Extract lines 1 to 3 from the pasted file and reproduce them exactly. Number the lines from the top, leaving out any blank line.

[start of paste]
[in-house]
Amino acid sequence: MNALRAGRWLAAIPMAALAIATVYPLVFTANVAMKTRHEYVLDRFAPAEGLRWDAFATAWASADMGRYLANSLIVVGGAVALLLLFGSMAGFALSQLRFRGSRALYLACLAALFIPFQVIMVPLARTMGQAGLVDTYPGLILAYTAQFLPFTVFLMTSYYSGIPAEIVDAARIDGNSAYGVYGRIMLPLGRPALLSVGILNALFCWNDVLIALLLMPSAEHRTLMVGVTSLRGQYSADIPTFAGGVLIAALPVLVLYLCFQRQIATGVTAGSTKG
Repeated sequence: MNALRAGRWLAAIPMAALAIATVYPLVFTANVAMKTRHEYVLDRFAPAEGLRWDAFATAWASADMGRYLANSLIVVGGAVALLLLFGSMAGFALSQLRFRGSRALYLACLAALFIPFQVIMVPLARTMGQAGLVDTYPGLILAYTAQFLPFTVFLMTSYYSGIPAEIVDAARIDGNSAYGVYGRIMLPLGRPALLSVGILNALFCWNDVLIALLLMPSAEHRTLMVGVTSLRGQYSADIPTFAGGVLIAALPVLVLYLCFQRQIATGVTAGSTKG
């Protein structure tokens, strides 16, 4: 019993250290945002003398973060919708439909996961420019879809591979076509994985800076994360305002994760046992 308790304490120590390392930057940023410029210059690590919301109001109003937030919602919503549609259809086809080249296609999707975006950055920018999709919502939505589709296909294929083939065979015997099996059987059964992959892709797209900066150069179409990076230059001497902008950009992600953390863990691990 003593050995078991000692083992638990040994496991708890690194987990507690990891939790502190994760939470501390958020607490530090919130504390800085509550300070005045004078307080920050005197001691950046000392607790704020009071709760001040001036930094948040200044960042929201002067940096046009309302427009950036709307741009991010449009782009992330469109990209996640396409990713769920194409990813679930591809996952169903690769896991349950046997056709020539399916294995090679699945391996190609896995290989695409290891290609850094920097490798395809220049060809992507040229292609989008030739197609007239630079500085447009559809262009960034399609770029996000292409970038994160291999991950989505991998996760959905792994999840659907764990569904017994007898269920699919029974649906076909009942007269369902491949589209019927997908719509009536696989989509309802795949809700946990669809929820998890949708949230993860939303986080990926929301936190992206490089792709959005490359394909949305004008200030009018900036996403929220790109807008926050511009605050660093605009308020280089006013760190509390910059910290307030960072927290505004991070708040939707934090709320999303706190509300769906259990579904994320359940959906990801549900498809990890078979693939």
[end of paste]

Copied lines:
[in-house]
Amino acid sequence: MNALRAGRWLAAIPMAALAIATVYPLVFTANVAMKTRHEYVLDRFAPAEGLRWDAFATAWASADMGRYLANSLIVVGGAVALLLLFGSMAGFALSQLRFRGSRALYLACLAALFIPFQVIMVPLARTMGQAGLVDTYPGLILAYTAQFLPFTVFLMTSYYSGIPAEIVDAARIDGNSAYGVYGRIMLPLGRPALLSVGILNALFCWNDVLIALLLMPSAEHRTLMVGVTSLRGQYSADIPTFAGGVLIAALPVLVLYLCFQRQIATGVTAGSTKG
Repeated sequence: MNALRAGRWLAAIPMAALAIATVYPLVFTANVAMKTRHEYVLDRFAPAEGLRWDAFATAWASADMGRYLANSLIVVGGAVALLLLFGSMAGFALSQLRFRGSRALYLACLAALFIPFQVIMVPLARTMGQAGLVDTYPGLILAYTAQFLPFTVFLMTSYYSGIPAEIVDAARIDGNSAYGVYGRIMLPLGRPALLSVGILNALFCWNDVLIALLLMPSAEHRTLMVGVTSLRGQYSADIPTFAGGVLIAALPVLVLYLCFQRQIATGVTAGSTKG